“With the We Ponder House, we took an abstract approach to the traditional board and batten method. Typically, in an old ag shed, a wider board is fixed to the wall frame with a narrow covering board, but with this project, we inverted the concept and used smaller battens fixed to the frame and wider boards sitting on top and placed the boards vertically.”
“Not only do you get a deep and strong shadow line from applying the boards in this way but it also allows for air ventilation between the boards which works with Tasmania’s cool and damp weather, especially in the winter season,” says Hall.
Despite starting the build amidst the Covid pandemic when building and construction materials were at a premium, the project was completed within 10% of the budget. Without having to worry about shipping costs, wait times and timber treatments, Hall says sourcing local rough-sawn Tasmanian Oak helped keep costs down.
“Normally if you’re using kiln-dried timber boards in your project they have to go through the milling process, then they’re dried, packaged up and sent to the site. Using green boards, you’re skipping most of these steps which makes it quite economical, especially when the timber you’re sourcing is coming just minutes from the project site.”
Looking at past projects completed under Morrison & Breytenbach Architects Director, James Morrison, who first shared the unique inverted board and batten methodology, Hall put his own carefully considered take on this innovative installation process.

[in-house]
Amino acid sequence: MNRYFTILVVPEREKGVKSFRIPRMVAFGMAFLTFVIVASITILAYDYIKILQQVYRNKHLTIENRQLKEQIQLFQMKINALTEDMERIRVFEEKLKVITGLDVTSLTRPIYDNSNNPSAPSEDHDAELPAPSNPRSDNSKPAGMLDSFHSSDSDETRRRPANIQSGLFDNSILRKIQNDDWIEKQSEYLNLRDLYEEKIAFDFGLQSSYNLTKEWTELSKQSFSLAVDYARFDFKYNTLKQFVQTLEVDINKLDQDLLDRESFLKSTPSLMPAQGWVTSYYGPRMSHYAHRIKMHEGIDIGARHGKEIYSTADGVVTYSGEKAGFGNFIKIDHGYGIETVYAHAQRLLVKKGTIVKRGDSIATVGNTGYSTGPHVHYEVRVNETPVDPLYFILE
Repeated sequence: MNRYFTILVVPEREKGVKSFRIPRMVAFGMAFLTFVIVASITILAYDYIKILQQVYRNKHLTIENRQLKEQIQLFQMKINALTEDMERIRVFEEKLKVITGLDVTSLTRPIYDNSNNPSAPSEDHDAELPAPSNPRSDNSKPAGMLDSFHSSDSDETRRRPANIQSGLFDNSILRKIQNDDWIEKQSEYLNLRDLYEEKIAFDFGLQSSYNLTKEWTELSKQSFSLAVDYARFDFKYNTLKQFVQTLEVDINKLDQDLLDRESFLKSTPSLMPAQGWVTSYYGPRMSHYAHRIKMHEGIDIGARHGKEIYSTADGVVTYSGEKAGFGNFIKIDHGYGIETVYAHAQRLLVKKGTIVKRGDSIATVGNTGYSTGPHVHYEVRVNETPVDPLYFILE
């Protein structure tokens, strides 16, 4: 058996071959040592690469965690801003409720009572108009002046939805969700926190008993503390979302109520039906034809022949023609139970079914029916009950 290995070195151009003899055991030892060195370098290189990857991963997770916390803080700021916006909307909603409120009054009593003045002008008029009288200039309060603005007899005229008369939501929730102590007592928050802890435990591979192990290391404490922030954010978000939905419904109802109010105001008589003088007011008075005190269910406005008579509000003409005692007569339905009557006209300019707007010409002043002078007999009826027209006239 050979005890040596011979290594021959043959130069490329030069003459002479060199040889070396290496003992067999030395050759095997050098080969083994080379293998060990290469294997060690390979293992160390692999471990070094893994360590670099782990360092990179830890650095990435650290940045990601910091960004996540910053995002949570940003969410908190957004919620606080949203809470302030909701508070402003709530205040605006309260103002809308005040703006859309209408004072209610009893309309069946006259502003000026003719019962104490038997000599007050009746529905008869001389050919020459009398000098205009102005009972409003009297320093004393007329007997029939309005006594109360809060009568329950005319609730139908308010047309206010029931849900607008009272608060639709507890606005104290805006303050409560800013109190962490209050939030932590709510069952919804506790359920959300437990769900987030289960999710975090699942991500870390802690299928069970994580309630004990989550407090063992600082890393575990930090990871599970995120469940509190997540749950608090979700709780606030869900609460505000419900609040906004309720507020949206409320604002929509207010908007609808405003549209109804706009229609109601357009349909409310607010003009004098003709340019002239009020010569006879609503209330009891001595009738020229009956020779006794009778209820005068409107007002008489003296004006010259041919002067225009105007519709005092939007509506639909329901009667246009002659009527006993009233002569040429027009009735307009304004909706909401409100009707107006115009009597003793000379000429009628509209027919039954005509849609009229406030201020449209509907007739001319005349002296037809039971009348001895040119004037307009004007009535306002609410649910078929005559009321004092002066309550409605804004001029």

“Using green boards requires a level of precision and a focus on detail. The boards and their placement were measured to take into account the level of shrinking that happens when you use green timber. We also made sure the ends of the boards repelled water to avoid swelling and were quite particular in how we fastened the screws.”
“Just like any ag building that’s done in green timber, you’re letting the timber take the path it’s going to take. It’s not going to silver off evenly because each side of the home will be experiencing the elements differently but I love seeing a material take its own path and tell its own story in the natural environment. This building will last a lifetime and will blend beautifully into the Tasmanian setting,” says Hall.
Inside, Tasmanian Oak hardwood was used to welcome the owners and guests through the large main front door, for the door jambs, on the master bedroom bedhead, in the custom shelving throughout the home and for the living room’s sunken lounge centrepiece. Using the favoured timber in featured applications for the home’s interior as well as lining the home’s exterior, Hall says selecting sustainable materials for the project was important to the project brief.
“Sustainability can be such a broad term and can mean something different to everyone. In our practice, using materials low in embodied energy is essential to sustainable design and was an important aspect of the We Ponder House. The embodied energy saved by using a timber that’s been grown and milled within minutes of the project site would be massive.”
“Paired with the use of locally sourced timber, we used an industry-leading insulation system and passive solar design principles which will greatly reduce the overall energy consumption of the house. Not only is the building performance high but the combination of quality and durable materials speaks to the longevity of the home,” says Hall.